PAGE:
The Washington Post

Rogers’s retirement sets off scramble for Michigan seat. Here are the ones to watch.

The decision by popular Rep. Mike Rogers (R-Mich.) to retire sparked fresh Democratic optimism Friday about competing for a seat that would otherwise have been out of their reach. But Republicans still have the upper hand there.

House Intelligence Committee chairman Rep. Mike Rogers (R-Mich.), left, is retiring at the end of his term. (Photo by Mark Wilson/Getty Images)

A crowded field of candidates could scramble to run for Rogers's seat with less than a month until the filing deadline. Democratic enthusiasm was spurred in part by the lean of the district, which tilts toward Republicans, but not by much. Mitt Romney won 51 percent of the district in the 2012 presidential election, while President Obama carried 48 percent. Obama won 52 percent in that district in 2008.

"Voters in Michigan’s eighth congressional district have shown that this district is competitive – supporting President Obama in 2008 and nearly in 2012 – and they’re hungry for an agenda that puts the middle class first," said Democratic Congressional Campaign Committee Chairman Steve Israel (N.Y.).

In a radio interview Monday, Rogers did not dispute the suggestion that his brother, Bill, a state legislator, might run for the Lansing area seat. In addition to Bill Rogers, Republicans familiar with the district pointed to former state Senate majority leader Mike Bishop (R), former state House speaker Craig DeRoche (R) and Oakland County Sheriff Mike Bouchard (R) as three more possibilities. Another name to watch: Former state GOP chairman Saul Anuzis, who will consider it.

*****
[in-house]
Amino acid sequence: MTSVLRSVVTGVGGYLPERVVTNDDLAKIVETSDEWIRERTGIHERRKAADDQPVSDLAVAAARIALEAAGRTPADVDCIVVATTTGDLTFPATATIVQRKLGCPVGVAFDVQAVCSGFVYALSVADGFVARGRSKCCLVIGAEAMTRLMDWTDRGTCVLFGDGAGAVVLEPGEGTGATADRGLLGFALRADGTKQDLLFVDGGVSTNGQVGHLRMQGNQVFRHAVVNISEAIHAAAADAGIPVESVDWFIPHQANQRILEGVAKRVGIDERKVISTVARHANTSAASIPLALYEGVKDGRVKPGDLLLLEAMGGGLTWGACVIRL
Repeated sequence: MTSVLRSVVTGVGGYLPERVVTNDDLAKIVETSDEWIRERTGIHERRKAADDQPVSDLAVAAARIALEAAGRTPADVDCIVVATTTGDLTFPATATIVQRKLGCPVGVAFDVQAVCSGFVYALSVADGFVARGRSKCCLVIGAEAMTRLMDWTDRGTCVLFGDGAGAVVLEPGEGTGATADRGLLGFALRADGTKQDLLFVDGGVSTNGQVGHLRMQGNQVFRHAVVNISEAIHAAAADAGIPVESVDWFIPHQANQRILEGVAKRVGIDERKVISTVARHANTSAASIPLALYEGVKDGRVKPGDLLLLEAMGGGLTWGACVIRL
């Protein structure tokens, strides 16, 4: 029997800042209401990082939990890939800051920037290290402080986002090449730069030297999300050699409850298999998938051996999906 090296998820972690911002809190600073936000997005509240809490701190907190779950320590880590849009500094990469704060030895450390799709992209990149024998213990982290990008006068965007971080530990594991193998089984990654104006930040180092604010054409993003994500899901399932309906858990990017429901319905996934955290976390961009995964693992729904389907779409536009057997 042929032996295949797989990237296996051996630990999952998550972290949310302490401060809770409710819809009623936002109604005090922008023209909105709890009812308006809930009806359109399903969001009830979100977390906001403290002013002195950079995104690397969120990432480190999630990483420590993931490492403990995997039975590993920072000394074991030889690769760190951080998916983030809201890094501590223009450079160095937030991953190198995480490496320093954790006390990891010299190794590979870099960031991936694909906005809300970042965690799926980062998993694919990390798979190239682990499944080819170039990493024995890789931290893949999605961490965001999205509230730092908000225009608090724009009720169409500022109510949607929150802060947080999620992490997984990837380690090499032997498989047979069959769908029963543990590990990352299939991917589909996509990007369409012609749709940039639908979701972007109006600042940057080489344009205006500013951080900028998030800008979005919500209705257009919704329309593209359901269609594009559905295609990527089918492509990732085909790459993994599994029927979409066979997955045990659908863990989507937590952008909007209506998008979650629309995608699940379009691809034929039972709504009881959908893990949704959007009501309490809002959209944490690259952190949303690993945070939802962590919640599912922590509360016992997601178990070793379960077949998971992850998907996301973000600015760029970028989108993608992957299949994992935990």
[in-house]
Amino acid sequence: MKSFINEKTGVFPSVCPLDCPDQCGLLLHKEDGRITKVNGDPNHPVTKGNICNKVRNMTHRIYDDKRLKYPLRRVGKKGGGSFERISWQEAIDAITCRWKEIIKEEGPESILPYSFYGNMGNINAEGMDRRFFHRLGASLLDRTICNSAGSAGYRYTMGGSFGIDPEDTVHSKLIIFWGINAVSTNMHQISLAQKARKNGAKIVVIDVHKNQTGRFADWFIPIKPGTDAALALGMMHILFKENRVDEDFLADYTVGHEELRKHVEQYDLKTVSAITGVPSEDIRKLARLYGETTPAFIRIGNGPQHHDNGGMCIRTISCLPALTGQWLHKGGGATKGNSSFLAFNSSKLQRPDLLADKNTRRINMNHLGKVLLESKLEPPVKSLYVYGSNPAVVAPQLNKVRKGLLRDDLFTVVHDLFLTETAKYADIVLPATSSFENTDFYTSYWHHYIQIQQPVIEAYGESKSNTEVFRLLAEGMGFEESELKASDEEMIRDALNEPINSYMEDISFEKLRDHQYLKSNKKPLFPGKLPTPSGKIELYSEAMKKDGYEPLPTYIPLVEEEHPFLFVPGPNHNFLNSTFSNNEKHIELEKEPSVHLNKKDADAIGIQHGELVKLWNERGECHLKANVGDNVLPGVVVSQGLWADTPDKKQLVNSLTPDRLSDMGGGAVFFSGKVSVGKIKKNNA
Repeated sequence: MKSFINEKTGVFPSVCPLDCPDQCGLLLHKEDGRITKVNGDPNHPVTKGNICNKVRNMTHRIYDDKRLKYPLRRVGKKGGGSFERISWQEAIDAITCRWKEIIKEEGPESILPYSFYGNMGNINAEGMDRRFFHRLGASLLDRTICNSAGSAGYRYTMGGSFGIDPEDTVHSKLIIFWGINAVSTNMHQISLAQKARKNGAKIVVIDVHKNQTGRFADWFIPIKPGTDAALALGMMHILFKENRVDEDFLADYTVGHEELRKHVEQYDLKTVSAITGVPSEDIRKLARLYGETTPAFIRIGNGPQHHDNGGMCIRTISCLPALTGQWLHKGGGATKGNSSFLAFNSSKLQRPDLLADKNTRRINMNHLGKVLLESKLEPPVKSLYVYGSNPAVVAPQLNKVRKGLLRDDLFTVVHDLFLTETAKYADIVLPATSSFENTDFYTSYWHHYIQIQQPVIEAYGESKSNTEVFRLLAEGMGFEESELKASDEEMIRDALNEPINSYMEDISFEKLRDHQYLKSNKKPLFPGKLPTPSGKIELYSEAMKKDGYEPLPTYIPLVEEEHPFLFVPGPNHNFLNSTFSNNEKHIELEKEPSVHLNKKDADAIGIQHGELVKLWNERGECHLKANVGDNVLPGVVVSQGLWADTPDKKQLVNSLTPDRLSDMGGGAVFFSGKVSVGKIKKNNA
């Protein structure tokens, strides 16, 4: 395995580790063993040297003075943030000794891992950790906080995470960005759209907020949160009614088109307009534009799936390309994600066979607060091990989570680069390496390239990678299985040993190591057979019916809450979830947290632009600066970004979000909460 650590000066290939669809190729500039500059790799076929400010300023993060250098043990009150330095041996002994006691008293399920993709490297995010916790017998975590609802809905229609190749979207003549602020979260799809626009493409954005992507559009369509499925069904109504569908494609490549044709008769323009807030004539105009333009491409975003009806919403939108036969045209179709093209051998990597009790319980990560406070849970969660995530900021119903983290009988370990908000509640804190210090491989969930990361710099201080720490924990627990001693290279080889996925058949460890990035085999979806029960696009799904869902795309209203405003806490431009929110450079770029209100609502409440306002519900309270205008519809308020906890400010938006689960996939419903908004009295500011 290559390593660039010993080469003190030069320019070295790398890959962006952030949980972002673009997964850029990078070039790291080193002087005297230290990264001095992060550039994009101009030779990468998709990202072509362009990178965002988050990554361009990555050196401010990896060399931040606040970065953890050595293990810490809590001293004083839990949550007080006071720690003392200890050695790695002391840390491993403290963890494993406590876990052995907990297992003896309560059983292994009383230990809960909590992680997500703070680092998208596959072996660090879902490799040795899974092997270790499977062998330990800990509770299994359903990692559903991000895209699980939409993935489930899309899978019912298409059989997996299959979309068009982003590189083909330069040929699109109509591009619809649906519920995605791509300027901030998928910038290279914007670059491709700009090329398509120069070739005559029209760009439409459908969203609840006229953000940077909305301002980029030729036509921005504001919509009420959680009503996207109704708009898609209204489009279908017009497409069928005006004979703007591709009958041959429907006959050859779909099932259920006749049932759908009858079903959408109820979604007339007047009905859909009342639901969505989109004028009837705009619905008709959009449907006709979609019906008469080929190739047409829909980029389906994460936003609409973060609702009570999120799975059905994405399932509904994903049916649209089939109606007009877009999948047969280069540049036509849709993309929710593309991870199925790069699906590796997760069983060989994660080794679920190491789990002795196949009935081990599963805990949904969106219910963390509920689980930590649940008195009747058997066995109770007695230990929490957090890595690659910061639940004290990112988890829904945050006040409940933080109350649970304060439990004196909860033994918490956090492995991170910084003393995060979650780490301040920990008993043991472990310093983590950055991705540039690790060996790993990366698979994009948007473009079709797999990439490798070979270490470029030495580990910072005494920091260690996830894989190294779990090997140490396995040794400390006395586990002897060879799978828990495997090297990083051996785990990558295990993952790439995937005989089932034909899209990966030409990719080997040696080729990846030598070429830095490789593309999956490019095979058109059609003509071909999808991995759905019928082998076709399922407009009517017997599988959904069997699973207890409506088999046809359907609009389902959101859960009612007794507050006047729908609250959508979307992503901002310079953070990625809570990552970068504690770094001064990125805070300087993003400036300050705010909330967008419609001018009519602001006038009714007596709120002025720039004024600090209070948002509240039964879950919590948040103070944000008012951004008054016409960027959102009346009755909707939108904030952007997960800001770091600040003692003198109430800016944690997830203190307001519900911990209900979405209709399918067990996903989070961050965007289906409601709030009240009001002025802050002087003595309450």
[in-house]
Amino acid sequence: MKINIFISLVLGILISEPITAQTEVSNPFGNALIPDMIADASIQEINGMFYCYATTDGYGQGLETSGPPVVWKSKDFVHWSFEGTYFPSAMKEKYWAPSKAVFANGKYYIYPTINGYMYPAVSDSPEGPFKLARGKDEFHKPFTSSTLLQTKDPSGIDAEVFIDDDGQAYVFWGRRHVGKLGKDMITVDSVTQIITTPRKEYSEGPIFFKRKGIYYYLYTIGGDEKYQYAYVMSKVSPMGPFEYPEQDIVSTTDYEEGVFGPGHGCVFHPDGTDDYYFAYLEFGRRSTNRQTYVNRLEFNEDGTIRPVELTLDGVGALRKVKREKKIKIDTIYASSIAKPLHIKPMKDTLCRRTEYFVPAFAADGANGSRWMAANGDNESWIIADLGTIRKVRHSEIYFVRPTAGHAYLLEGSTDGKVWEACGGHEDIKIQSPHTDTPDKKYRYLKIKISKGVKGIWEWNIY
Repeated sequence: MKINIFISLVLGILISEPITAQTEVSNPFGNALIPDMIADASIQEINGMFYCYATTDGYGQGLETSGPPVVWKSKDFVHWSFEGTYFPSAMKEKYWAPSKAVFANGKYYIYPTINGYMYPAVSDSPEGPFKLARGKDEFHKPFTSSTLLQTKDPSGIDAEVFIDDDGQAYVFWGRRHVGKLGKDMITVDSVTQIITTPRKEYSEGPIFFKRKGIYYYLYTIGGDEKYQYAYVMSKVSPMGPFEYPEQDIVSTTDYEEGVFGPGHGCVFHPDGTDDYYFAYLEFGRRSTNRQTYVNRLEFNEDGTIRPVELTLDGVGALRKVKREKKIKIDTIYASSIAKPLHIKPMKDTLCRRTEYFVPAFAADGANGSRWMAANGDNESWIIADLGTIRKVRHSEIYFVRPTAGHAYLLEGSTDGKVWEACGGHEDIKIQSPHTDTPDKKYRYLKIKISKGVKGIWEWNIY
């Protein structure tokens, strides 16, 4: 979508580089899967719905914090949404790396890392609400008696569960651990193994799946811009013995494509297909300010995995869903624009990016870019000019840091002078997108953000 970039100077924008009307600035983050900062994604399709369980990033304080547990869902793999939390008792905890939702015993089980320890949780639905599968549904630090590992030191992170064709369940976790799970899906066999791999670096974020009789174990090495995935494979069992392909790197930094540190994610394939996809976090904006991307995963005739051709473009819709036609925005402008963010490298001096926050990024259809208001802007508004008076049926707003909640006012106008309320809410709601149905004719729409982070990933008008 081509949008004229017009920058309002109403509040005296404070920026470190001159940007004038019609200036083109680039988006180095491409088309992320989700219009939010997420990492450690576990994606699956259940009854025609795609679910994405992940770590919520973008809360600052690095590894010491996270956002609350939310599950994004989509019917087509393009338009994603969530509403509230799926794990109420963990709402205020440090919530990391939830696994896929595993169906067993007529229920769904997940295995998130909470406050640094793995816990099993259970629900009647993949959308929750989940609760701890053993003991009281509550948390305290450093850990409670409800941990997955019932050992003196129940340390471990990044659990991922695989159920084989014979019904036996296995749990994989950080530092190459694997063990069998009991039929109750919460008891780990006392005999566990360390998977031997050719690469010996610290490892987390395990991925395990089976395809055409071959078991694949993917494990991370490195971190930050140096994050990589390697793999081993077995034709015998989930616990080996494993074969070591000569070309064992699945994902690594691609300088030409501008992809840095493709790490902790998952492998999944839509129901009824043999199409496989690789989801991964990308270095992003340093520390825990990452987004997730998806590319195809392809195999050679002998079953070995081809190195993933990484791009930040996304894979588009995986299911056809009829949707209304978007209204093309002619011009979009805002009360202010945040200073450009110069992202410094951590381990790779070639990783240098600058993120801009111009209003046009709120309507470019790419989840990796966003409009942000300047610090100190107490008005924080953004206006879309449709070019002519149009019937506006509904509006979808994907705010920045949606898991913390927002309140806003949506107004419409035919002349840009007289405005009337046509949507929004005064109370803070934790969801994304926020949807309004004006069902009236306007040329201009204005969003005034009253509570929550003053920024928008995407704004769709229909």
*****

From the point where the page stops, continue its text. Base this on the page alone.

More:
A Democrat familiar with the district pointed to Ingham County Clerk Barb Byrum (D) as a potential candidate. Bynum performed the state's first same-sex marriage ceremony this week, and her mother ran a very competitive campaign against Rogers in 2000.

Potential candidates won't have much time to make up their minds: The filing deadline is April 22.

Republicans are confident they can hold the seat, even without Rogers. They noted that Florida's 13th District, which is more favorable to Democrats, didn't slip into their hands in a recent special election. And in a non-presidential year, it will be difficult for Democrats to ramp turnout and spring an upset in Michigan's 8th District.

"I wish Mike and his family all the best and have every confidence we will elect another Republican leader from this district in November," said National Republican Congressional Committee chairman Rep. Greg Walden (Ore.).

Rogers is the third member of the Wolverine States's congressional delegation to opt for retirement. Sen. Carl Levin (D-Mich.) and Rep. John Dingell (D-Mich.) are also stepping down.

Sean Sullivan has covered national politics for The Washington Post since 2012.



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